dc.description.sponsorshipThe reenrolment and assessment of the cohort was funded by Grand Challenges Canada, Saving Brains (Grand Challenges 0063-03). The sponsor of the study (Grand Challenges, Canada) required a standard set of core metrics across all 11 funded cohorts, including socio-demographic and economic variables and data on child cognition. Other than this the funder played no role in study design, data collection, data analysis, data interpretation or writing the manuscript. The Africa Centre for Population Health, now called the AHRI, where the research took place is funded by the Wellcome Trust (Grant Numbers: Previous Africa Centre 097410/Z/11/Z Current AHRI 201433/Z/16/Z). The DSS is co-funded by the South African Department of Science and Technology through the DST/MRC South African Population Research Infrastructure Network (SAPRIN). The original VTS was funded separately (Wellcome Trust, UK 063009/Z/00/2). The support of the DST-NRF Centre of Excellence (CoE) in Human Development towards data analysis is acknowledged. Opinions expressed and conclusions arrived at are those of the authors and are not necessarily to beattributed to the funders. T.R. receives salary support from the Human Sciences Research Council in South Africa and is supported by the Newton Advanced Fellowship Scheme (AF160108) through the University of Bristol. T.R. and A.S. receive support from an MRC Public Health Intervention Development scheme grant (MC_PC_14096).
dc.format.mimetypeapplication/pdf
dc.language.isoen_AU
dc.publisherCambridge University Press
dc.rights© Cambridge University Press and the International Society for Developmental Origins of Health and Disease 2017
dc.sourceJournal of Developmental Origins of Health and Disease
dc.subjectanxiety
dc.subjectdepression
dc.subjectHIV
dc.subjectmaternal
dc.subjectparenting stress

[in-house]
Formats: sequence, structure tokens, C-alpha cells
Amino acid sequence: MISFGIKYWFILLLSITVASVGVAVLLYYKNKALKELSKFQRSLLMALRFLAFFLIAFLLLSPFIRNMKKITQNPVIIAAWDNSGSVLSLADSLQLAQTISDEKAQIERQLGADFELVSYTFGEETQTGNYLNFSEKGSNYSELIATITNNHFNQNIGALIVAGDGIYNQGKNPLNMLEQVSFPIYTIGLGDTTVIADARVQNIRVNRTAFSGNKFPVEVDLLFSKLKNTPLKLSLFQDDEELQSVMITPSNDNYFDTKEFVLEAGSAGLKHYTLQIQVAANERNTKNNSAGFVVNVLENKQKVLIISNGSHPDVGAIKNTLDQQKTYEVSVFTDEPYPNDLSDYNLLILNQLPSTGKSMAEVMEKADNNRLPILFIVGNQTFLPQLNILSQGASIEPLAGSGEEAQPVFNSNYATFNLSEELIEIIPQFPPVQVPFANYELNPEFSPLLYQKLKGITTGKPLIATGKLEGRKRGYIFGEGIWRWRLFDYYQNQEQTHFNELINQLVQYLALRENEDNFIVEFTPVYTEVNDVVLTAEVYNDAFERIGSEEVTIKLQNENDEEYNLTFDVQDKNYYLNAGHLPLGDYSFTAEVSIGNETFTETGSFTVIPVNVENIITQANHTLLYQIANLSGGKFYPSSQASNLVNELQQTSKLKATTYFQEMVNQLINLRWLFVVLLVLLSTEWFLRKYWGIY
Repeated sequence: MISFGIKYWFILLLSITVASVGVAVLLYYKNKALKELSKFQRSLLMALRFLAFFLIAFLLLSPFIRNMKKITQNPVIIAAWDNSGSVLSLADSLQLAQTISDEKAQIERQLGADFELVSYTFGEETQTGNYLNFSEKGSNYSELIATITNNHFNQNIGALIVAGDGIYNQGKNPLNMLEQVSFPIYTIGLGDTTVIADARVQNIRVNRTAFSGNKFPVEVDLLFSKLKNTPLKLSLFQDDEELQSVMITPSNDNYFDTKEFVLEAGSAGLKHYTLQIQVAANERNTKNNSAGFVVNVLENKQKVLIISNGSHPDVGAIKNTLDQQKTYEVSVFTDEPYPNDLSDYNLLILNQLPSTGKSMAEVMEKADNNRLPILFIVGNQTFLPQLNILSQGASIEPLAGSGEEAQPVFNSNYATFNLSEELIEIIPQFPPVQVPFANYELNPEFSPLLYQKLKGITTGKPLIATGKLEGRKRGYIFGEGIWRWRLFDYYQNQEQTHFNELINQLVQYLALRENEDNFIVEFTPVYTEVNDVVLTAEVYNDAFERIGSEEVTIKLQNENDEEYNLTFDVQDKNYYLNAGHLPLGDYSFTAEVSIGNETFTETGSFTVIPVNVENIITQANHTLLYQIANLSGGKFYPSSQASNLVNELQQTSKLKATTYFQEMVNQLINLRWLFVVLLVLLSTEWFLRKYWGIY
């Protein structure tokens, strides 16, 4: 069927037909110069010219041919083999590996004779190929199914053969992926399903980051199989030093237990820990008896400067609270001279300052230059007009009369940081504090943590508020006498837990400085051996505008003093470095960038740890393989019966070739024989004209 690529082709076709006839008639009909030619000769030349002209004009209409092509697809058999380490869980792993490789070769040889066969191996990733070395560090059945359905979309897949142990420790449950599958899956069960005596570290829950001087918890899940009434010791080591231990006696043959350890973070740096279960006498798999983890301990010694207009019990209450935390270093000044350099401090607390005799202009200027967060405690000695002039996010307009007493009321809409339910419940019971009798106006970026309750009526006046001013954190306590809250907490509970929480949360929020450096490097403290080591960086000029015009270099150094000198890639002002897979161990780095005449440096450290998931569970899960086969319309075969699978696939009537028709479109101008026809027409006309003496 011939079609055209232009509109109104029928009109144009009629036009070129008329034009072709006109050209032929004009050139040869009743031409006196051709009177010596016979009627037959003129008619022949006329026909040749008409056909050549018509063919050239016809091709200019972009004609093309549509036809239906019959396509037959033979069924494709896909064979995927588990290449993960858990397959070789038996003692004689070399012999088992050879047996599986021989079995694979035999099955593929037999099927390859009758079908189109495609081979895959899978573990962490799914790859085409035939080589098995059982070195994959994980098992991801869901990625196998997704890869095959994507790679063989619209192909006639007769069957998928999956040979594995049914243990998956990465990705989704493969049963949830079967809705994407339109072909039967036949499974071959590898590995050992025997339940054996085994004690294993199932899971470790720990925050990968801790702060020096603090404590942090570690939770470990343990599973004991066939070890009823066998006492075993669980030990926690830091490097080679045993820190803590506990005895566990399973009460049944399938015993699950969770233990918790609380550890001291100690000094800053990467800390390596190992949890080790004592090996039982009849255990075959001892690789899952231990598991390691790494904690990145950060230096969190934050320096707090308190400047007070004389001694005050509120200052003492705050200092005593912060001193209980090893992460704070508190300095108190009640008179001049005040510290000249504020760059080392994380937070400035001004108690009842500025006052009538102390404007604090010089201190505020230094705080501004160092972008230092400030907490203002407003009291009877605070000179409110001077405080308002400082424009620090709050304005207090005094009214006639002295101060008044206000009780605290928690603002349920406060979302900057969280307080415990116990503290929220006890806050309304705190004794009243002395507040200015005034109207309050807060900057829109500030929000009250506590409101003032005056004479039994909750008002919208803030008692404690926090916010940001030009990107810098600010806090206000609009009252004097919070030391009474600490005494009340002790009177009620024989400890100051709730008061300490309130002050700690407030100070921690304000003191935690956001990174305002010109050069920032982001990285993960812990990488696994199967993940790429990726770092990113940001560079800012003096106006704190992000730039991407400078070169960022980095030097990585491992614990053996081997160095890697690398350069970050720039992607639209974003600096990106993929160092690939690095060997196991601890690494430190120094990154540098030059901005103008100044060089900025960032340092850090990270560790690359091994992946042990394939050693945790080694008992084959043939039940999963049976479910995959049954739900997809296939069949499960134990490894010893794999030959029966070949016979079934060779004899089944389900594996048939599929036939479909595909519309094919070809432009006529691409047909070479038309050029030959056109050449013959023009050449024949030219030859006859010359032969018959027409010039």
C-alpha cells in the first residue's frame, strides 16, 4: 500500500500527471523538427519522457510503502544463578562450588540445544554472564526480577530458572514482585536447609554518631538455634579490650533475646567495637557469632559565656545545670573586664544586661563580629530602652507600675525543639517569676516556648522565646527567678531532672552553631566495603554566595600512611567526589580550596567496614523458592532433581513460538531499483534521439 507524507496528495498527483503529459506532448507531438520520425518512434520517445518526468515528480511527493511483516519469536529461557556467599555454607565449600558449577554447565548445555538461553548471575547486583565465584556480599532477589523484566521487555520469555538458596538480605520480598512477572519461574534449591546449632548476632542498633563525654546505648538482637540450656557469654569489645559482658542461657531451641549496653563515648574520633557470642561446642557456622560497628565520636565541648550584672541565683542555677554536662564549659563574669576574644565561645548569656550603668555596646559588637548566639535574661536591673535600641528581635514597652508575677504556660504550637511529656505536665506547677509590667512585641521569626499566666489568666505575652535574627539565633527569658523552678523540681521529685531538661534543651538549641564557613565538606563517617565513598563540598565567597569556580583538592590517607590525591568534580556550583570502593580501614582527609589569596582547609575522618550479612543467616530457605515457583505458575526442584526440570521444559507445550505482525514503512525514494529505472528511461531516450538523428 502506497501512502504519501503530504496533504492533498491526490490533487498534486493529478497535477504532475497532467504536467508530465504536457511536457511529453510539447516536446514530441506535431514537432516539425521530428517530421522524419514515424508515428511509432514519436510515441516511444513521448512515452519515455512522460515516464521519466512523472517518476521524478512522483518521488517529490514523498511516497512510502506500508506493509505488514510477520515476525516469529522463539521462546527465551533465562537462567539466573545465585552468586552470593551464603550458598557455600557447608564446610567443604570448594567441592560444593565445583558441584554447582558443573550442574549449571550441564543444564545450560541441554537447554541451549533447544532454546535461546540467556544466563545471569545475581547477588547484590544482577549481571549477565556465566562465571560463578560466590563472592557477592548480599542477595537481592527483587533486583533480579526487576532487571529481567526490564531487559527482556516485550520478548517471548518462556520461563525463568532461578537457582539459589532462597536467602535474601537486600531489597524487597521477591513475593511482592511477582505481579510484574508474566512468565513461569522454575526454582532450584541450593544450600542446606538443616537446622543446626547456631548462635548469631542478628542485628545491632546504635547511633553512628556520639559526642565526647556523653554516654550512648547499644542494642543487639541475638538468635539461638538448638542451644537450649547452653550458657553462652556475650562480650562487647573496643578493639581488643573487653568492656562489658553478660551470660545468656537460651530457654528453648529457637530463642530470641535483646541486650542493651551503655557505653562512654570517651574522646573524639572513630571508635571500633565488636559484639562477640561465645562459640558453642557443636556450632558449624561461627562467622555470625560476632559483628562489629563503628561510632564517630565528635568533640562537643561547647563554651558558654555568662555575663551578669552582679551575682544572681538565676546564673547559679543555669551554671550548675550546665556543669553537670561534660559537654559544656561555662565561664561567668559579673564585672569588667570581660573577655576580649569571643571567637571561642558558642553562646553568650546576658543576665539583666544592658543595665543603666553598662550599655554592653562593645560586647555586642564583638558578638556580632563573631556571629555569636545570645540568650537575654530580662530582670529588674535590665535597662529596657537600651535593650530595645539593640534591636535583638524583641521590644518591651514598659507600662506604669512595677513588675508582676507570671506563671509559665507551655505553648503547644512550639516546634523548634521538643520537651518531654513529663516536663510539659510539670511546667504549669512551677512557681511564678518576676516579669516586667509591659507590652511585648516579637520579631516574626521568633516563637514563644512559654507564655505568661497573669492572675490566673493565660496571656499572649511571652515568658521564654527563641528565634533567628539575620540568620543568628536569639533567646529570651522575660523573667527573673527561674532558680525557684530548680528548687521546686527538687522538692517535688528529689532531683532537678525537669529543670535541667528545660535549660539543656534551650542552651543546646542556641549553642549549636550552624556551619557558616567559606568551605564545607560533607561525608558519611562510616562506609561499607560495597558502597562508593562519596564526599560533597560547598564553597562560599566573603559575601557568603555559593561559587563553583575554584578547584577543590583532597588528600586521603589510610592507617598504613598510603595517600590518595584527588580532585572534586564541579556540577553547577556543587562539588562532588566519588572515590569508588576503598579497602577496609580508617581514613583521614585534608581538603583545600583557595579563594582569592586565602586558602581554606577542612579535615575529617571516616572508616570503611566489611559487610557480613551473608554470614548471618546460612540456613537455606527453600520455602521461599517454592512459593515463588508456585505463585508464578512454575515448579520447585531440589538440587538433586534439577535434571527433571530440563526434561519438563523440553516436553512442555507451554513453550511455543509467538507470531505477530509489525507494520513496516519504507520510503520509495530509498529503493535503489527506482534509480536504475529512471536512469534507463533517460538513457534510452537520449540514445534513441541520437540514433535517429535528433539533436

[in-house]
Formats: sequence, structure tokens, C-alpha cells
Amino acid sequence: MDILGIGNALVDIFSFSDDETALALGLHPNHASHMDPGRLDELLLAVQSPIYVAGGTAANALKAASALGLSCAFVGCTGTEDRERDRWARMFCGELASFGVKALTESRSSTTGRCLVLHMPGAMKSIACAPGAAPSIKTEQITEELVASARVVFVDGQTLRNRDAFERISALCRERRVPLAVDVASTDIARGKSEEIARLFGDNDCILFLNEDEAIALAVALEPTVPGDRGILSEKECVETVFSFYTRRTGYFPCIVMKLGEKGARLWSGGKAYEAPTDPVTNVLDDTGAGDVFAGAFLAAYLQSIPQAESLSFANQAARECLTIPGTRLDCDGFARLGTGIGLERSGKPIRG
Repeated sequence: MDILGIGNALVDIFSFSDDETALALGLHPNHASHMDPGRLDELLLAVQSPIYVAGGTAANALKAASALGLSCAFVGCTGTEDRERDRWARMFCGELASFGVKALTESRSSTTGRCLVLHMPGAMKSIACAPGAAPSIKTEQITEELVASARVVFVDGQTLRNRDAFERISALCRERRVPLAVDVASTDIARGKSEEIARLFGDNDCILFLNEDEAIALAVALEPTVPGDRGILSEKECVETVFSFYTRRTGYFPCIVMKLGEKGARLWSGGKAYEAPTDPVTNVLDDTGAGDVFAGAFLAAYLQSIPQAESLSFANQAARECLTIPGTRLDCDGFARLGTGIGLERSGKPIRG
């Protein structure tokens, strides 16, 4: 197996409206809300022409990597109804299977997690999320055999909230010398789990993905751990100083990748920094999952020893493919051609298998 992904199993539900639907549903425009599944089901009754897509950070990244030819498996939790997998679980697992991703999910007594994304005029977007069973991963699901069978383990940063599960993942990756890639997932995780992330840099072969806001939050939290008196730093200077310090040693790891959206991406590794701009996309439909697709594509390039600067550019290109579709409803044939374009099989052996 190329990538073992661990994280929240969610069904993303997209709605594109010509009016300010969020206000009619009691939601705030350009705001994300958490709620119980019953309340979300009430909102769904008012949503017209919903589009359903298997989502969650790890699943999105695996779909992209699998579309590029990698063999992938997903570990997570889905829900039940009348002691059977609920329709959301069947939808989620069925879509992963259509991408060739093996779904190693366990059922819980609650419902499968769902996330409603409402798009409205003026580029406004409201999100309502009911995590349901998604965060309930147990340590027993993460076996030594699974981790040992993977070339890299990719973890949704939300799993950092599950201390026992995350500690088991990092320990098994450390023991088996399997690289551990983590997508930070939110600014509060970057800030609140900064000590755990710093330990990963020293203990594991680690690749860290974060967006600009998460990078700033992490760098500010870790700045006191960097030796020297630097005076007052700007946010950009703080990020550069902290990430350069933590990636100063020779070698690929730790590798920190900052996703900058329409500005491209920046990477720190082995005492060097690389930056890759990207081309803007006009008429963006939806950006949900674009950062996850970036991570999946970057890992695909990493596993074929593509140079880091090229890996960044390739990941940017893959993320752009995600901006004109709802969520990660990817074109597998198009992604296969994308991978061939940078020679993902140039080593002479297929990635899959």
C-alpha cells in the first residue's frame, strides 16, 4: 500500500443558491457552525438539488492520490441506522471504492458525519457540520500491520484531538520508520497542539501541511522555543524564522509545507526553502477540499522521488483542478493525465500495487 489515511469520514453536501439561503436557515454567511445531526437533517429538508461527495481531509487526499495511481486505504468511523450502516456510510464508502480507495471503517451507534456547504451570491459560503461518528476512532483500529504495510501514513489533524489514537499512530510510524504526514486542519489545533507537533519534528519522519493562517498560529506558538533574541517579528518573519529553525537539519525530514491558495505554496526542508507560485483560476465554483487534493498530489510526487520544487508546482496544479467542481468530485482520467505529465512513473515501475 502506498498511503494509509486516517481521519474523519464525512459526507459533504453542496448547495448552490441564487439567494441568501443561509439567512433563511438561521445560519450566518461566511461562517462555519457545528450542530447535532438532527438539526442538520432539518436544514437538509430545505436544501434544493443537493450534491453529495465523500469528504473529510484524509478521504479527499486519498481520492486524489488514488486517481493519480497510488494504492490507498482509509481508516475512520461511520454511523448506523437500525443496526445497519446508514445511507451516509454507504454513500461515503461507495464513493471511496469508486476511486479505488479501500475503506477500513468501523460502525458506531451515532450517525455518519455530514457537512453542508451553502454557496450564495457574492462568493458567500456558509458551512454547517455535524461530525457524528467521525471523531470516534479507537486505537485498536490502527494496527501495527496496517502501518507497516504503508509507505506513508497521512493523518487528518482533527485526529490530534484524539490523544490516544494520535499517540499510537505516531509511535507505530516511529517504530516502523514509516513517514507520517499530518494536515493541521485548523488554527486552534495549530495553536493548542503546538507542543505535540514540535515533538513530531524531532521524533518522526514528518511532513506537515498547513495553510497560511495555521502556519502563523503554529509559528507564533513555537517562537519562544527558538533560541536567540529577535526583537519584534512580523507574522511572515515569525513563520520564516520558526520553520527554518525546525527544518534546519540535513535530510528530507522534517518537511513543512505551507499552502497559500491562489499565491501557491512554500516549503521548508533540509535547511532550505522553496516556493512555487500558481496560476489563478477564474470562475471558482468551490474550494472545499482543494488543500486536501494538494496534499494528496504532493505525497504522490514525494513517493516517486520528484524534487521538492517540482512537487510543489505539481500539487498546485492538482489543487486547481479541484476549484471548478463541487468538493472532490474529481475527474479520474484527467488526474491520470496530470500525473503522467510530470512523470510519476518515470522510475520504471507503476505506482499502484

dc.titlePsychological Morbidity and parenting stress in mothers of primary school children by timing of acquisition of HIV infection: a longitudinal cohort study in rural South Africa
dc.typeJournal article
local.description.notesImported from ARIES
local.identifier.citationvolume9
dc.date.issued2018
local.identifier.absfor160301 - Family and Household Studies
local.identifier.absfor111714 - Mental Health
local.identifier.ariespublicationu3555277xPUB300
local.publisher.urlhttp://journals.cambridge.org/action/displayJournal?jid=DOH
local.type.statusPublished Version
local.contributor.affiliationRochat, T J, Africa Health Research Institute, Durban, South Africa
local.contributor.affiliationHoule, Brian, College of Arts and Social Sciences, ANU
local.contributor.affiliationStein, A, Department of Psychiatry
local.contributor.affiliationPearson, R M, Department of Psychiatry
local.contributor.affiliationNewell, M L, Global Health Research Institute
local.contributor.affiliationBland, R M, Africa Health Research Institute,
local.description.embargo2099-12-31
local.bibliographicCitation.issue1
local.bibliographicCitation.startpage41
local.bibliographicCitation.lastpage57
local.identifier.doi10.1017/S204017441700068X
local.identifier.absseo920110 - Inherited Diseases (incl. Gene Therapy)
dc.date.updated2020-11-23T11:51:55Z
local.identifier.scopusID2-s2.0-85030656834
CollectionsANU Research Publications